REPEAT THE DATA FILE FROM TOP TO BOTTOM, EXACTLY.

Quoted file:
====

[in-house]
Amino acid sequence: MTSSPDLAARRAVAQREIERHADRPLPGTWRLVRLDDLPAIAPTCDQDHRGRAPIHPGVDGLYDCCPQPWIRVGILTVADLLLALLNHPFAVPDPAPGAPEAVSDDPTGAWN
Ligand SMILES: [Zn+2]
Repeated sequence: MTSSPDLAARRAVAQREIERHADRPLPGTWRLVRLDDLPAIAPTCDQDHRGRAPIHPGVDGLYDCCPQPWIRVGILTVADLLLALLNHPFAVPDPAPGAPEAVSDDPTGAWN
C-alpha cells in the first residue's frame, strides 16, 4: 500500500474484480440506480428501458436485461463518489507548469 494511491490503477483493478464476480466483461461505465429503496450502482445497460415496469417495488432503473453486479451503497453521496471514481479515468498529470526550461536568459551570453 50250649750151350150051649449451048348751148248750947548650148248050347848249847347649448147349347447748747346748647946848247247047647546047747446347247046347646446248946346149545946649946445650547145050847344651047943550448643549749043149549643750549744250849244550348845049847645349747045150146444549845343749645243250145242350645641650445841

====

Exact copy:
[in-house]
Amino acid sequence: MTSSPDLAARRAVAQREIERHADRPLPGTWRLVRLDDLPAIAPTCDQDHRGRAPIHPGVDGLYDCCPQPWIRVGILTVADLLLALLNHPFAVPDPAPGAPEAVSDDPTGAWN
Ligand SMILES: [Zn+2]
Repeated sequence: MTSSPDLAARRAVAQREIERHADRPLPGTWRLVRLDDLPAIAPTCDQDHRGRAPIHPGVDGLYDCCPQPWIRVGILTVADLLLALLNHPFAVPDPAPGAPEAVSDDPTGAWN
C-alpha cells in the first residue's frame, strides 16, 4: 500500500474484480440506480428501458436485461463518489507548469 494511491490503477483493478464476480466483461461505465429503496450502482445497460415496469417495488432503473453486479451503497453521496471514481479515468498529470526550461536568459551570453 50250649750151350150051649449451048348751148248750947548650148248050347848249847347649448147349347447748747346748647946848247247047647546047747446347247046347646446248946346149545946649946445650547145050847344651047943550448643549749043149549643750549744250849244550348845049847645349747045150146444549845343749645243250145242350645641650445841